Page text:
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  Post #1 (permalink)   03-08-2018, 08:31 AM
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You happen to check your page one day and you see an error on your Wordpress site that says the following:


"Your PHP installation appears to be missing the MySQL extension which is required by WordPress"

There is 1 thing to check before searching all over the internet for a solution.

1. Contact your hosting provider and ask what the version is for the operating system of the server your account is on.

Why is this the only thing you need to check? I will tell you.

If the Shared Server your account is on has an operating system of 7 or higher, there is a code in your .htaccess file that is no longer needed and causes the error listed above.

"How do I fix this?"

One solution (and the most common solution) is to log into your file system (through cPanel, FTP, etc.) and look for a file called ".htaccess." The most common place for this file is in your public_html directory. In your .htaccess file, you want to look for this line of code:

suPHP_ConfigPath /home/[USERNAME]/public_html

You want to remove this code from the .htaccess file and then save it. Keep in mind there could be mutliple .htaccess files and multiple suPHP codes in those files; make sure to look for them all. Once the code is removed, the website should be showing again.

"Why can I not see my .htaccess file?"

Most file systems actually hide your dot files from you. There is a setting you should be able to turn on that allows you to see them.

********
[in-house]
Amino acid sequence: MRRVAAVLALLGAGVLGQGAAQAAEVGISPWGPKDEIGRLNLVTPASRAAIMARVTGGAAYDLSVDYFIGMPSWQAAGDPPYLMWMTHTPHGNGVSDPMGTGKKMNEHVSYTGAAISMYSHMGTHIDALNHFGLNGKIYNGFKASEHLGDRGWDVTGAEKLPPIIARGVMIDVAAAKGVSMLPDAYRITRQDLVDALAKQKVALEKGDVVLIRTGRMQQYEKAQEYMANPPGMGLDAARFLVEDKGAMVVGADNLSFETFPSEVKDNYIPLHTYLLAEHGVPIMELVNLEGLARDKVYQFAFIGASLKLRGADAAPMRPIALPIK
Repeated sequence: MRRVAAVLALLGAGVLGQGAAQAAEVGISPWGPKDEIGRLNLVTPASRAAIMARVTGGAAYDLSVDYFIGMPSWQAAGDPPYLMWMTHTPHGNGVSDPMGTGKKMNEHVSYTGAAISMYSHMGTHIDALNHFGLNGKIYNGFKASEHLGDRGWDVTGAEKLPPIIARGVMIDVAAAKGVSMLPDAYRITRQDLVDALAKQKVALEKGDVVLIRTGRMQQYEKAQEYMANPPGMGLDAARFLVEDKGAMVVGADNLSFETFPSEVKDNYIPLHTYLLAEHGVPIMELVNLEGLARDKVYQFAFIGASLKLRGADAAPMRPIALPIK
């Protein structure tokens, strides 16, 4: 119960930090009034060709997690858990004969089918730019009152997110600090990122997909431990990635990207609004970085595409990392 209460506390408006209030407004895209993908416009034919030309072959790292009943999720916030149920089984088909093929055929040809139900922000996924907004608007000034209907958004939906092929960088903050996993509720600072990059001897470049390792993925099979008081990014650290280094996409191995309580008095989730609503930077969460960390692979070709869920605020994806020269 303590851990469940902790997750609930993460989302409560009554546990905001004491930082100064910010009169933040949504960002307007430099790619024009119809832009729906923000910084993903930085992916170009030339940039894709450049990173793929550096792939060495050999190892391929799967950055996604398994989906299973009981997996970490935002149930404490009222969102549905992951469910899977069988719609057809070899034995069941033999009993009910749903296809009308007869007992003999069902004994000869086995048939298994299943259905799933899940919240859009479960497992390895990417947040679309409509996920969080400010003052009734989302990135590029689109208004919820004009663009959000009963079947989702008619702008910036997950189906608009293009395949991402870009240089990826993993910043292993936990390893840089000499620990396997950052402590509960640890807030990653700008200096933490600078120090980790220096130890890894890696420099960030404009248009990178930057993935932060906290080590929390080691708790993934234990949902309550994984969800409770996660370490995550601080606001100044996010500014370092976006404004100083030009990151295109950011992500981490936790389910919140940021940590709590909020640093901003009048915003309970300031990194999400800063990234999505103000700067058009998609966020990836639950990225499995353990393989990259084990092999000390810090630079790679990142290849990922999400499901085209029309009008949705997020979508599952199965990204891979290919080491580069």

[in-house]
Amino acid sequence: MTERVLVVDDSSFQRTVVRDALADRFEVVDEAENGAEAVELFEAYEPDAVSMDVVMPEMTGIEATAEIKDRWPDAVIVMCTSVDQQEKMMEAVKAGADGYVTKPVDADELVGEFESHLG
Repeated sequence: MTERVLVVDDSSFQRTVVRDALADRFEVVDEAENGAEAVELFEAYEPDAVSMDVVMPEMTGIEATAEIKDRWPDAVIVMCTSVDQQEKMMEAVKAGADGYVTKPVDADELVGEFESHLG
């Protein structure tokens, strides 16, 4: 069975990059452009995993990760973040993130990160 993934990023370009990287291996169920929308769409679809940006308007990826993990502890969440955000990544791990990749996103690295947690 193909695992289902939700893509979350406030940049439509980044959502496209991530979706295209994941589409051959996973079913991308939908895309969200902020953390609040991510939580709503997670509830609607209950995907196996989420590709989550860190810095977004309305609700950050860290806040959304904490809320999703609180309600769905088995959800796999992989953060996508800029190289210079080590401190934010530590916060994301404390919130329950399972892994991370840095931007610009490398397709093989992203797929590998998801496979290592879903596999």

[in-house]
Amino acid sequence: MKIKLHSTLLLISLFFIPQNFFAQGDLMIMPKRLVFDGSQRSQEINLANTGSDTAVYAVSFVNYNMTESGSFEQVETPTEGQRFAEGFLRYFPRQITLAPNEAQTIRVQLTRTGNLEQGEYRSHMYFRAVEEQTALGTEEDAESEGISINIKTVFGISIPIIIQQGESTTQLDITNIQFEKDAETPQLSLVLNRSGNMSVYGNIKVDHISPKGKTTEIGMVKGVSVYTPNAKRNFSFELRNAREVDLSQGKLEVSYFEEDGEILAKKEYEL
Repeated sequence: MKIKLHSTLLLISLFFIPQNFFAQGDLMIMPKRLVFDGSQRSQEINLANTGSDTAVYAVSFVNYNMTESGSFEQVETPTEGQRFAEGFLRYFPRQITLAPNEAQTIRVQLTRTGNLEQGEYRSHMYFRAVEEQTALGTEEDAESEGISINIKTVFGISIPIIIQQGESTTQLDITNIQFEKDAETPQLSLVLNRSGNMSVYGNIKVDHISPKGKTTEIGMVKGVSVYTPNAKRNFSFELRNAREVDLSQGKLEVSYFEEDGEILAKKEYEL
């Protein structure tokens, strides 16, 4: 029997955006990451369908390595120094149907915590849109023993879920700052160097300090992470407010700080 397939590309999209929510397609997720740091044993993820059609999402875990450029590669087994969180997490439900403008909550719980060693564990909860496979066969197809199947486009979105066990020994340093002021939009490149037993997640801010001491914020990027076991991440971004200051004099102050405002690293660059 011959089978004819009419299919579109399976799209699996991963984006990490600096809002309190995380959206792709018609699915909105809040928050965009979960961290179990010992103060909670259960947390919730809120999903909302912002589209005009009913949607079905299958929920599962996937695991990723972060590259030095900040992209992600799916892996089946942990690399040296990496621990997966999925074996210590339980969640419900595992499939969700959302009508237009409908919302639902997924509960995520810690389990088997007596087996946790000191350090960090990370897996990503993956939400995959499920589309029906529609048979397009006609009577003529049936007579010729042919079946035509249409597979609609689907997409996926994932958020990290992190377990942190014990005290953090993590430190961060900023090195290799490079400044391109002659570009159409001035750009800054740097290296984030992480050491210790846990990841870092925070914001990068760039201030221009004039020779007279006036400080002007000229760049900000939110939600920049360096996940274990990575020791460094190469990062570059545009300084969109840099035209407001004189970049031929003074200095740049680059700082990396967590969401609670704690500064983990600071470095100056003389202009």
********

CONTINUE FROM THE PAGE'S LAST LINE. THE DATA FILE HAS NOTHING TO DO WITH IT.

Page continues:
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  Post #2 (permalink)   03-08-2018, 08:41 AM
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Quote:
Originally Posted by LPTechs View Post
You happen to check your page one day and you see an error on your Wordpress site that says the following:


"Your PHP installation appears to be missing the MySQL extension which is required by WordPress"

There is 1 thing to check before searching all over the internet for a solution.

1. Contact your hosting provider and ask what the version is for the operating system of the server your account is on.

Why is this the only thing you need to check? I will tell you.

If the Shared Server your account is on has an operating system of 7 or higher, there is a code in your .htaccess file that is no longer needed and causes the error listed above.

"How do I fix this?"

One solution (and the most common solution) is to log into your file system (through cPanel, FTP, etc.) and look for a file called ".htaccess." The most common place for this file is in your public_html directory. In your .htaccess file, you want to look for this line of code:

suPHP_ConfigPath /home/[USERNAME]/public_html

You want to remove this code from the .htaccess file and then save it. Keep in mind there could be mutliple .htaccess files and multiple suPHP codes in those files; make sure to look for them all. Once the code is removed, the website should be showing again.

"Why can I not see my .htaccess file?"

Most file systems actually hide your dot files from you. There is a setting you should be able to turn on that allows you to see them.
that will only work if the server provider uses suPHP on the servers
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  Post #3 (permalink)   03-12-2018, 01:15 PM
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The main reason for the error is incompatibility if your PHP version on the server and website configuration.

You should always check the supported PHP version on your server where you are going to host the website and the configuration supported by your website.
 
 
 


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  Post #4 (permalink)   03-12-2018, 01:45 PM